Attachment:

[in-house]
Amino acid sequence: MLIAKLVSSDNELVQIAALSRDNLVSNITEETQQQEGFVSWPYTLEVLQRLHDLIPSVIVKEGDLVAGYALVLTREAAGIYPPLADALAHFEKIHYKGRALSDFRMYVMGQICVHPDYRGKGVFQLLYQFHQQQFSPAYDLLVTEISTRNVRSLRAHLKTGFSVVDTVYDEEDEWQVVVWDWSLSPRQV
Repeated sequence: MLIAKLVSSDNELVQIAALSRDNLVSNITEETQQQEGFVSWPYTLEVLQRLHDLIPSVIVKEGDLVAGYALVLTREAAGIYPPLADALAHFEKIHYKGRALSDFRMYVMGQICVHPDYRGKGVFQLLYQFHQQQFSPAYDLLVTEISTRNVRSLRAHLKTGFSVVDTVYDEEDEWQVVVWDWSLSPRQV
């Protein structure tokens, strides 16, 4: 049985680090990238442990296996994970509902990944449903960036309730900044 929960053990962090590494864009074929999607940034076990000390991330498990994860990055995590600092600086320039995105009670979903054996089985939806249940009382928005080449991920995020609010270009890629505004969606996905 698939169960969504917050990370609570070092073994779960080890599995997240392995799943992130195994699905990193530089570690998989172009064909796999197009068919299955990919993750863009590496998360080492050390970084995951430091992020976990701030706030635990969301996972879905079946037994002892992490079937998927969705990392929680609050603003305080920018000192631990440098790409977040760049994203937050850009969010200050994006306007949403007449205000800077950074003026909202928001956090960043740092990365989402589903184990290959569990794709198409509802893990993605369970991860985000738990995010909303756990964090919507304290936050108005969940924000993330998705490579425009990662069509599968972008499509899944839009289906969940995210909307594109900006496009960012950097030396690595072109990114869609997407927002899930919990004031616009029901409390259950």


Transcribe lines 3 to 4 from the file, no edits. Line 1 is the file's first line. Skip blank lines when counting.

Repeated sequence: MLIAKLVSSDNELVQIAALSRDNLVSNITEETQQQEGFVSWPYTLEVLQRLHDLIPSVIVKEGDLVAGYALVLTREAAGIYPPLADALAHFEKIHYKGRALSDFRMYVMGQICVHPDYRGKGVFQLLYQFHQQQFSPAYDLLVTEISTRNVRSLRAHLKTGFSVVDTVYDEEDEWQVVVWDWSLSPRQV
């Protein structure tokens, strides 16, 4: 049985680090990238442990296996994970509902990944449903960036309730900044 929960053990962090590494864009074929999607940034076990000390991330498990994860990055995590600092600086320039995105009670979903054996089985939806249940009382928005080449991920995020609010270009890629505004969606996905 698939169960969504917050990370609570070092073994779960080890599995997240392995799943992130195994699905990193530089570690998989172009064909796999197009068919299955990919993750863009590496998360080492050390970084995951430091992020976990701030706030635990969301996972879905079946037994002892992490079937998927969705990392929680609050603003305080920018000192631990440098790409977040760049994203937050850009969010200050994006306007949403007449205000800077950074003026909202928001956090960043740092990365989402589903184990290959569990794709198409509802893990993605369970991860985000738990995010909303756990964090919507304290936050108005969940924000993330998705490579425009990662069509599968972008499509899944839009289906969940995210909307594109900006496009960012950097030396690595072109990114869609997407927002899930919990004031616009029901409390259950």